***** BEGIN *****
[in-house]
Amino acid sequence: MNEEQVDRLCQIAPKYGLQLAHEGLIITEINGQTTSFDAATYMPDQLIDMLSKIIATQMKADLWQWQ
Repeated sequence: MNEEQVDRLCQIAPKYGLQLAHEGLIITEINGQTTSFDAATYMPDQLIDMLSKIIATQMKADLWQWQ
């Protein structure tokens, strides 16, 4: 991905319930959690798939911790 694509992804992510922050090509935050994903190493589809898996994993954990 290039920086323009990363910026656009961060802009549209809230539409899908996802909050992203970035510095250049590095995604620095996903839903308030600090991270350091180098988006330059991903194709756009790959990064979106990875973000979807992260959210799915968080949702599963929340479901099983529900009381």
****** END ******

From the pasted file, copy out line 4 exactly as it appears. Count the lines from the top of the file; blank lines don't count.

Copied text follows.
């Protein structure tokens, strides 16, 4: 991905319930959690798939911790 694509992804992510922050090509935050994903190493589809898996994993954990 290039920086323009990363910026656009961060802009549209809230539409899908996802909050992203970035510095250049590095995604620095996903839903308030600090991270350091180098988006330059991903194709756009790959990064979106990875973000979807992260959210799915968080949702599963929340479901099983529900009381």